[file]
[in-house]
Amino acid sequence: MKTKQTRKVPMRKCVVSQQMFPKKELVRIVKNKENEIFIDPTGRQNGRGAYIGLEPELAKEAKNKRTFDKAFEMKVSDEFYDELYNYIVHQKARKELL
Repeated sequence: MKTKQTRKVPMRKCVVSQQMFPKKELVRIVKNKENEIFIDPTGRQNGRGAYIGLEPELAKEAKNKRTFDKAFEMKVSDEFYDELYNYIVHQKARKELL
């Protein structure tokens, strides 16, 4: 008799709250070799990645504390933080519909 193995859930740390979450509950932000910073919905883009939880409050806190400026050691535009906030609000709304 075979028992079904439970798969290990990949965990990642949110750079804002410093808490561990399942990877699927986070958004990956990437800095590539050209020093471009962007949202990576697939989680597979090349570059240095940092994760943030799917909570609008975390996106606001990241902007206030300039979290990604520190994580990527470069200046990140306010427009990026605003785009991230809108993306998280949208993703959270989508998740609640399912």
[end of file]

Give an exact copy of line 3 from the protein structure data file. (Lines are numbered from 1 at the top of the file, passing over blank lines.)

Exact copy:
Repeated sequence: MKTKQTRKVPMRKCVVSQQMFPKKELVRIVKNKENEIFIDPTGRQNGRGAYIGLEPELAKEAKNKRTFDKAFEMKVSDEFYDELYNYIVHQKARKELL